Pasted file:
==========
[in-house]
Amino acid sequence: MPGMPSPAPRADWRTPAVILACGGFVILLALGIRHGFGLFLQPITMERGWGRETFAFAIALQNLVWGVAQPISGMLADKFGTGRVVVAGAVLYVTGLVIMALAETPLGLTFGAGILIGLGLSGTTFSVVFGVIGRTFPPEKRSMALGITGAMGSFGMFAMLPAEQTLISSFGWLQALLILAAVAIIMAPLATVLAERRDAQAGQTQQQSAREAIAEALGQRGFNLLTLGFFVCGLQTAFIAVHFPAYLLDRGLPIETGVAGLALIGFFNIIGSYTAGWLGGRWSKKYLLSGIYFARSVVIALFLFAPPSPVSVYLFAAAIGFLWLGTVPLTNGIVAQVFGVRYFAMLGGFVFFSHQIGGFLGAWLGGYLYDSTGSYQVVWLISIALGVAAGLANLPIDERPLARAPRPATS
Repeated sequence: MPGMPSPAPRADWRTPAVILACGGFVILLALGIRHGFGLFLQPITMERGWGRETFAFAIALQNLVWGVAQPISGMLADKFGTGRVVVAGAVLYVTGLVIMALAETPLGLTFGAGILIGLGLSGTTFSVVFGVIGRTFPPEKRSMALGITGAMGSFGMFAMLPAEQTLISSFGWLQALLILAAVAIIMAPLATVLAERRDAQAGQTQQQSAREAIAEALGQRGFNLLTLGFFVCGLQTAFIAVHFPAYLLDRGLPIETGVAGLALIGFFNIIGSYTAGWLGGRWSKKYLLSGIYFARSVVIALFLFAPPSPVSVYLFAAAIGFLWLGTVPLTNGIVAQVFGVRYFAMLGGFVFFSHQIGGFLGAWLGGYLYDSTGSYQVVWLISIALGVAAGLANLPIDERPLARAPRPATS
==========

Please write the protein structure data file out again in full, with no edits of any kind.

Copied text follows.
[in-house]
Amino acid sequence: MPGMPSPAPRADWRTPAVILACGGFVILLALGIRHGFGLFLQPITMERGWGRETFAFAIALQNLVWGVAQPISGMLADKFGTGRVVVAGAVLYVTGLVIMALAETPLGLTFGAGILIGLGLSGTTFSVVFGVIGRTFPPEKRSMALGITGAMGSFGMFAMLPAEQTLISSFGWLQALLILAAVAIIMAPLATVLAERRDAQAGQTQQQSAREAIAEALGQRGFNLLTLGFFVCGLQTAFIAVHFPAYLLDRGLPIETGVAGLALIGFFNIIGSYTAGWLGGRWSKKYLLSGIYFARSVVIALFLFAPPSPVSVYLFAAAIGFLWLGTVPLTNGIVAQVFGVRYFAMLGGFVFFSHQIGGFLGAWLGGYLYDSTGSYQVVWLISIALGVAAGLANLPIDERPLARAPRPATS
Repeated sequence: MPGMPSPAPRADWRTPAVILACGGFVILLALGIRHGFGLFLQPITMERGWGRETFAFAIALQNLVWGVAQPISGMLADKFGTGRVVVAGAVLYVTGLVIMALAETPLGLTFGAGILIGLGLSGTTFSVVFGVIGRTFPPEKRSMALGITGAMGSFGMFAMLPAEQTLISSFGWLQALLILAAVAIIMAPLATVLAERRDAQAGQTQQQSAREAIAEALGQRGFNLLTLGFFVCGLQTAFIAVHFPAYLLDRGLPIETGVAGLALIGFFNIIGSYTAGWLGGRWSKKYLLSGIYFARSVVIALFLFAPPSPVSVYLFAAAIGFLWLGTVPLTNGIVAQVFGVRYFAMLGGFVFFSHQIGGFLGAWLGGYLYDSTGSYQVVWLISIALGVAAGLANLPIDERPLARAPRPATS